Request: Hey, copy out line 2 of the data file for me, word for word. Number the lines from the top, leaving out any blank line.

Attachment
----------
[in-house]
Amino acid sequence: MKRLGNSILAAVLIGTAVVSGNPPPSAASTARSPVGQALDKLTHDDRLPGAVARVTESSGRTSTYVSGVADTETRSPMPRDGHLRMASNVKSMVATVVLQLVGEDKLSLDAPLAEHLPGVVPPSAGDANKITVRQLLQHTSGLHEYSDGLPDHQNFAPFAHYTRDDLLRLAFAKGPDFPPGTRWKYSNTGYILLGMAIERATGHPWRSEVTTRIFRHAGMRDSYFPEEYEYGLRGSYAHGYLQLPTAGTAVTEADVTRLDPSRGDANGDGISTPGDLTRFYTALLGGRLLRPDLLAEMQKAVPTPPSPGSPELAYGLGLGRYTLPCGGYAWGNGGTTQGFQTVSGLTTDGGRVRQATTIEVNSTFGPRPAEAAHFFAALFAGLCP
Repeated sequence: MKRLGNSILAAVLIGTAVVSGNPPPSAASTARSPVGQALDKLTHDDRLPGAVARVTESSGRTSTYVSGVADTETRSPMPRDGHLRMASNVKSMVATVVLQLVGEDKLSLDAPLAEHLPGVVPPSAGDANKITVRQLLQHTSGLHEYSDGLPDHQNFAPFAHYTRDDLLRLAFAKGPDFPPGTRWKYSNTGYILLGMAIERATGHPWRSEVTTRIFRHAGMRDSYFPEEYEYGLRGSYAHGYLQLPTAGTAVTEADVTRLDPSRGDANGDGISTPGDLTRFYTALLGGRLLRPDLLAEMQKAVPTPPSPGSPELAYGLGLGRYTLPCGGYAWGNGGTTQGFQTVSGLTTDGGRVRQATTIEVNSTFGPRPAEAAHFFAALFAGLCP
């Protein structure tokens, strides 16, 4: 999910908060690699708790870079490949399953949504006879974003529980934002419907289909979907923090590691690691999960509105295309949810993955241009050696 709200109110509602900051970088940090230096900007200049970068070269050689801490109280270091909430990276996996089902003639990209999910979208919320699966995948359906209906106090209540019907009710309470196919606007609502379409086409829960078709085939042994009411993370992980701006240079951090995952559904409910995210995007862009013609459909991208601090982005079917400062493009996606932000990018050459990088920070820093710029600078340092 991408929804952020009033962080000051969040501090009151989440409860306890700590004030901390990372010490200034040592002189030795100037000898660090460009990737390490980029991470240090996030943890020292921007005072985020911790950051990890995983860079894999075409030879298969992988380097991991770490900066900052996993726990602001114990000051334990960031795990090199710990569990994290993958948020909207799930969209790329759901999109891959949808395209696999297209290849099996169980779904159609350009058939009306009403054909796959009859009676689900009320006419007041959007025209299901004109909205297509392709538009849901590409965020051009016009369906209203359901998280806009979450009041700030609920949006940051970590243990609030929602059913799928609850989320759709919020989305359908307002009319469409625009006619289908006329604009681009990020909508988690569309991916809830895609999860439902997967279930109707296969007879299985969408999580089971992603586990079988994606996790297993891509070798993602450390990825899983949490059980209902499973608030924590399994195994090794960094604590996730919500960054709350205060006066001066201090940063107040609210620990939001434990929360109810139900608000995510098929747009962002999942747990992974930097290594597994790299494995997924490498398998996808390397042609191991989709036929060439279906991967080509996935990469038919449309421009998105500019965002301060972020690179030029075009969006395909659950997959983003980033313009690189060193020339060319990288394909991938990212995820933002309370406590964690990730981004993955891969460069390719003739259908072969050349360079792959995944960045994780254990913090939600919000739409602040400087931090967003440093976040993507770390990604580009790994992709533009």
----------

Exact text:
Amino acid sequence: MKRLGNSILAAVLIGTAVVSGNPPPSAASTARSPVGQALDKLTHDDRLPGAVARVTESSGRTSTYVSGVADTETRSPMPRDGHLRMASNVKSMVATVVLQLVGEDKLSLDAPLAEHLPGVVPPSAGDANKITVRQLLQHTSGLHEYSDGLPDHQNFAPFAHYTRDDLLRLAFAKGPDFPPGTRWKYSNTGYILLGMAIERATGHPWRSEVTTRIFRHAGMRDSYFPEEYEYGLRGSYAHGYLQLPTAGTAVTEADVTRLDPSRGDANGDGISTPGDLTRFYTALLGGRLLRPDLLAEMQKAVPTPPSPGSPELAYGLGLGRYTLPCGGYAWGNGGTTQGFQTVSGLTTDGGRVRQATTIEVNSTFGPRPAEAAHFFAALFAGLCP